What number president was Andrew Jackson?

FAQ: What Number President Was Andrew Jackson?

President Andrew Jackson was the seventh president of the United States of America.

His presidential term lasted from March 4, 1829 — March 4, 1837. His vice presidents included John C. Calhoun from 1829-1832 and Martin Van Buren from 1833-1837, who succeeded Jackson as the eighth president.

Andrew Jackson’s presidency marked a radical change for a still fairly young nation. He believed the President of the United States should stand up for the common man, and changed what it meant to be the voice of the people. In doing so, he made revolutionary changes to the nation.

Almost the Sixth President

In 1824, Jackson ran for president and received more popular votes than his opponent, John Quincy Adams. Despite receiving the most popular votes, Jackson did not receive enough Electoral College votes to be elected. The decision fell to the House of Representatives who met on February 9, 1825. They elected John Quincy Adams with House Speaker Henry Clay as Adams’ chief supporter.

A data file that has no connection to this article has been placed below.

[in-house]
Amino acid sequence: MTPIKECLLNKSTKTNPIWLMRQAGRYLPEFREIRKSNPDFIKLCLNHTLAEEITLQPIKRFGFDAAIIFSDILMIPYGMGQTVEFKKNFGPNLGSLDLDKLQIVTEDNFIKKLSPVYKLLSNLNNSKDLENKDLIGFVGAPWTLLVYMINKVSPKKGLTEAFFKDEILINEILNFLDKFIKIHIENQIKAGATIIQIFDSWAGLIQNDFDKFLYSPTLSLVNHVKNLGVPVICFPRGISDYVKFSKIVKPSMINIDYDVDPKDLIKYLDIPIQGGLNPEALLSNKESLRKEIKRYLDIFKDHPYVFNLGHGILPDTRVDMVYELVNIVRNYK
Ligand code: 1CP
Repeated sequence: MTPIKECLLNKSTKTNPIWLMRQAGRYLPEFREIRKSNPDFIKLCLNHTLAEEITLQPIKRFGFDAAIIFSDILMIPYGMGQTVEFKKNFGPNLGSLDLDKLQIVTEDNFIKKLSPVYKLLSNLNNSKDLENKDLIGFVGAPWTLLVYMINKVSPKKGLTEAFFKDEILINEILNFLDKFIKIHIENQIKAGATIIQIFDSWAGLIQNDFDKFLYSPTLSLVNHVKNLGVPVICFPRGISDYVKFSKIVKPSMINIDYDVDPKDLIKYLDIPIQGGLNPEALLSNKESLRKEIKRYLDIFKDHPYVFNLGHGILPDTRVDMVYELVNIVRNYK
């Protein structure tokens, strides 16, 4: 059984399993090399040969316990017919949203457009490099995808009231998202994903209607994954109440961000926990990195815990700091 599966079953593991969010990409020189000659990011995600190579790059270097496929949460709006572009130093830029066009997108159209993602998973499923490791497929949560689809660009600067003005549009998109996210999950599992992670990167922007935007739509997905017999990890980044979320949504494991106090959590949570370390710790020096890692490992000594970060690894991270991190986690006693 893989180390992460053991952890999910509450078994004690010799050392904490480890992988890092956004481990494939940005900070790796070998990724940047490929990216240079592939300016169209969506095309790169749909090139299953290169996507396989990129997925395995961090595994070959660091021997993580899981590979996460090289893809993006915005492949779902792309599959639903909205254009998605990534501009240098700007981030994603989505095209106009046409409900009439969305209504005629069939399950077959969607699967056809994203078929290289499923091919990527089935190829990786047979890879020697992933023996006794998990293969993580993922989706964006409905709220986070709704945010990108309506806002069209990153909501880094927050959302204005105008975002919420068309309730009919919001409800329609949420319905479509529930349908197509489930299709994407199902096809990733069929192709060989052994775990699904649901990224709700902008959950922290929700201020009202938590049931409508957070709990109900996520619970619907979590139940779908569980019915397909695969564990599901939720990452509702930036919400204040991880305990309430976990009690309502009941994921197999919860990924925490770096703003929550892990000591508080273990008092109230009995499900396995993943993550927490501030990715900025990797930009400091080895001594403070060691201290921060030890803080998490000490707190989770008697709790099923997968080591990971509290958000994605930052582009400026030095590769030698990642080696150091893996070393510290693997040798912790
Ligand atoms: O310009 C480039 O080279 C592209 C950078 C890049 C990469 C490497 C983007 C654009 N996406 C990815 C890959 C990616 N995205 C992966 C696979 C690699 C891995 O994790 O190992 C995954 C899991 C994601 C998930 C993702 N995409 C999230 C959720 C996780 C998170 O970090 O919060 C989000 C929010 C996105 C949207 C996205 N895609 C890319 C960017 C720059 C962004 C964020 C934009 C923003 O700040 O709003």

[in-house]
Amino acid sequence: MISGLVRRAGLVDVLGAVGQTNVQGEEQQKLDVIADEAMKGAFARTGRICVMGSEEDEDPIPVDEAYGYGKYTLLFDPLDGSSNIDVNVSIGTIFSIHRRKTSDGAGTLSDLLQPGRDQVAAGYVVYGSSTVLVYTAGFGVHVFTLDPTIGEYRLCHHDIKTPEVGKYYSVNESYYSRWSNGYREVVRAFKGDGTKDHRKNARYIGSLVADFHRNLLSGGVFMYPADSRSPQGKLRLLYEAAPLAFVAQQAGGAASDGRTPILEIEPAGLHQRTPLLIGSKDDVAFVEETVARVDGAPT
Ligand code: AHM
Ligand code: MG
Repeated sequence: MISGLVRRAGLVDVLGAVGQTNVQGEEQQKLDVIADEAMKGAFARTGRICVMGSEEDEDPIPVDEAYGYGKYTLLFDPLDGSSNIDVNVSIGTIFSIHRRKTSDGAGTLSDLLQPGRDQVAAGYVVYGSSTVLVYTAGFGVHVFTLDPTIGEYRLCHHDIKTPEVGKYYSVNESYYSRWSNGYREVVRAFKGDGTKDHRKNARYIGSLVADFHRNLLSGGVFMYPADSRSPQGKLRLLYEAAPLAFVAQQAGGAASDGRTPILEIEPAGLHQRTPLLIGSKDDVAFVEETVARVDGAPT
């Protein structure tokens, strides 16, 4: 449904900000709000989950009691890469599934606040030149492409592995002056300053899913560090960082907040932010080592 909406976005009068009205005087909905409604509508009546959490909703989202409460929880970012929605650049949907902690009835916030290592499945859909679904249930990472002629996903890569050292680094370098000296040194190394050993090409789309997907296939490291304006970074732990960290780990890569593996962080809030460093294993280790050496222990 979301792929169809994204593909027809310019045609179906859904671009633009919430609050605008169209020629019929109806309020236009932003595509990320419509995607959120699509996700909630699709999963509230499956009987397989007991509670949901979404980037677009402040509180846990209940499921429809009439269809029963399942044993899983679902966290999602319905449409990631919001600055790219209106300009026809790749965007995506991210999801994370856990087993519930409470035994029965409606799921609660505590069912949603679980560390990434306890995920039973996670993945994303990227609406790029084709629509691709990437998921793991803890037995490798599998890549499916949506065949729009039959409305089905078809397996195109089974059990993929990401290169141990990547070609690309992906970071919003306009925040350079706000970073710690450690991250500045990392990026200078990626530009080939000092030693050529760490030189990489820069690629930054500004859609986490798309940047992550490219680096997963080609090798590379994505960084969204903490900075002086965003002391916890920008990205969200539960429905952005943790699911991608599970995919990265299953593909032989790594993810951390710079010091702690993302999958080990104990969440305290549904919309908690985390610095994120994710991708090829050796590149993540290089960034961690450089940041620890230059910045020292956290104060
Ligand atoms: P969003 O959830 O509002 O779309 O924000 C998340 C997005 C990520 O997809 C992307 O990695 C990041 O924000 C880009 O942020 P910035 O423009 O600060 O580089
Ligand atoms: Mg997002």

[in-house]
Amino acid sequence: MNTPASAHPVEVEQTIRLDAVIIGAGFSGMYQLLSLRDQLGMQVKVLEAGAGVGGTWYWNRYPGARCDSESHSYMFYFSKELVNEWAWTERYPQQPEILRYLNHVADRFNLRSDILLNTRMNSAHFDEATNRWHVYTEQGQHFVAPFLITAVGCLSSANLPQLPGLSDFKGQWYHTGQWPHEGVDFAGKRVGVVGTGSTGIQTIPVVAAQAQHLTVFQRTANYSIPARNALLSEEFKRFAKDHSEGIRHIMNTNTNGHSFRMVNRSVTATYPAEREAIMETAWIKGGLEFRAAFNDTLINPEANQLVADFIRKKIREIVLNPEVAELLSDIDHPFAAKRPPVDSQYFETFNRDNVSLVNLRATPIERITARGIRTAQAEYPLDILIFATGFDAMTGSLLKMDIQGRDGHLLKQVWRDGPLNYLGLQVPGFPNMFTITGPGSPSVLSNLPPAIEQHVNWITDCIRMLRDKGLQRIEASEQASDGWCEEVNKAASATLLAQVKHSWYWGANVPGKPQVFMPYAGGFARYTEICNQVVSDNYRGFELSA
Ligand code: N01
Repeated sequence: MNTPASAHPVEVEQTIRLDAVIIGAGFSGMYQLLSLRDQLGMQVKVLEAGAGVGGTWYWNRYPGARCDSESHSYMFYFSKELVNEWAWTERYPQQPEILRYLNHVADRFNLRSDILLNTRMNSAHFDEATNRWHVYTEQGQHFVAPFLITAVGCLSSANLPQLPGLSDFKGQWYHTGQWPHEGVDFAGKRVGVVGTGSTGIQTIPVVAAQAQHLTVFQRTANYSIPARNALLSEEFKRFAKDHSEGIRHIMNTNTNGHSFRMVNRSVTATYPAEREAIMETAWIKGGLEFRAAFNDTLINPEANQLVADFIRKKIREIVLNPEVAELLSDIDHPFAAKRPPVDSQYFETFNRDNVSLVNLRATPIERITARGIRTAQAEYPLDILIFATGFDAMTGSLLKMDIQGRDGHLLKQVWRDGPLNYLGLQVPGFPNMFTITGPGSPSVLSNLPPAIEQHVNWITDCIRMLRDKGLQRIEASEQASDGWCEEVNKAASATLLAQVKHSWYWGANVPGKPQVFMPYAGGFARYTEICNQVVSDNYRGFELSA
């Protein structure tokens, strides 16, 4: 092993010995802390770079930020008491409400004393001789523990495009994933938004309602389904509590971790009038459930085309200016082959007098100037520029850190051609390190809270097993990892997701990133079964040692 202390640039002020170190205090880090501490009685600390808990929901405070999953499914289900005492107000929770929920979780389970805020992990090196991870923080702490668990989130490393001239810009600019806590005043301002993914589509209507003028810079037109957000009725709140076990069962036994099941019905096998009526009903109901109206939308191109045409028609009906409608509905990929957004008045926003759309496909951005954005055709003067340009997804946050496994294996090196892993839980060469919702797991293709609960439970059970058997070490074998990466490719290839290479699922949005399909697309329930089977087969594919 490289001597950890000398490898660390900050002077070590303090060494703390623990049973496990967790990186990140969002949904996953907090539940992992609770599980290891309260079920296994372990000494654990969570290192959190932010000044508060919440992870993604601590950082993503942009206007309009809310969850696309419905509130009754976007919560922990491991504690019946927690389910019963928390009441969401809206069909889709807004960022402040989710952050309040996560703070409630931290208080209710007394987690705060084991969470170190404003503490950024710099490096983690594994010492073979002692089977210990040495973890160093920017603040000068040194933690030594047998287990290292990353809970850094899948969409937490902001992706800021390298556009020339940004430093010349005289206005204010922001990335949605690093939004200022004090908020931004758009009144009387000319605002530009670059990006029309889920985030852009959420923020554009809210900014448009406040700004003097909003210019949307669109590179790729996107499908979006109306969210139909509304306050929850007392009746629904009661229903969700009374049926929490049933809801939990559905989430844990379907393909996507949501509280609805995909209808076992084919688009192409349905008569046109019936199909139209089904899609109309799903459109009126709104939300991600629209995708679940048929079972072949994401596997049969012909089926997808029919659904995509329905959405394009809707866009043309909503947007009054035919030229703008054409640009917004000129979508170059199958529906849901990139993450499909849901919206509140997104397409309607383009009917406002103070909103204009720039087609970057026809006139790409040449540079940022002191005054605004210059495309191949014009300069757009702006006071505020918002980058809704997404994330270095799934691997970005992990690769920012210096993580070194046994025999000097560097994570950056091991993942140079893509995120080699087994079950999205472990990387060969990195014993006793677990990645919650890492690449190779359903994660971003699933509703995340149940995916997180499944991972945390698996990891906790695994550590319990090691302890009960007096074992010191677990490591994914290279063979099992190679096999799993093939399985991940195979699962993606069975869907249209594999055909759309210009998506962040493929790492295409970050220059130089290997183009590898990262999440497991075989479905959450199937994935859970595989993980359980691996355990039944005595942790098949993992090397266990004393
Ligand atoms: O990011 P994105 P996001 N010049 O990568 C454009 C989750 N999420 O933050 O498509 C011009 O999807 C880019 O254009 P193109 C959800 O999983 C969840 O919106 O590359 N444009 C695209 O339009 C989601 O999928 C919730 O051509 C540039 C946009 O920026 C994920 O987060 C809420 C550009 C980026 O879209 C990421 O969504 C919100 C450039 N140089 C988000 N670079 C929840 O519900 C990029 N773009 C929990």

Jackson graciously accepted his defeat until Adams named Henry Clay as his Secretary of State. This confirmed Jackson’s suspicions that the two men had reached a “corrupt bargain” and deprived the American people of their popular choice for president.

Read more about Jackson’s candidacy and race for presidency.

Two Terms for President Andrew Jackson

Although several presidents and founding fathers hinted at the idea that a president should not serve more than two terms, the term limit of a president was not actually established until March 21, 1947, under the 22nd amendment to the United States Constitution.

Jackson did not continue his presidency into a third term but instead continued to demonstrate significant influence in the government after his presidency. He had a devout following, extensive connections and ample experience that made him a major player in elections and decisions beyond his two terms in office.

Read more about Andrew Jackson’s presidency.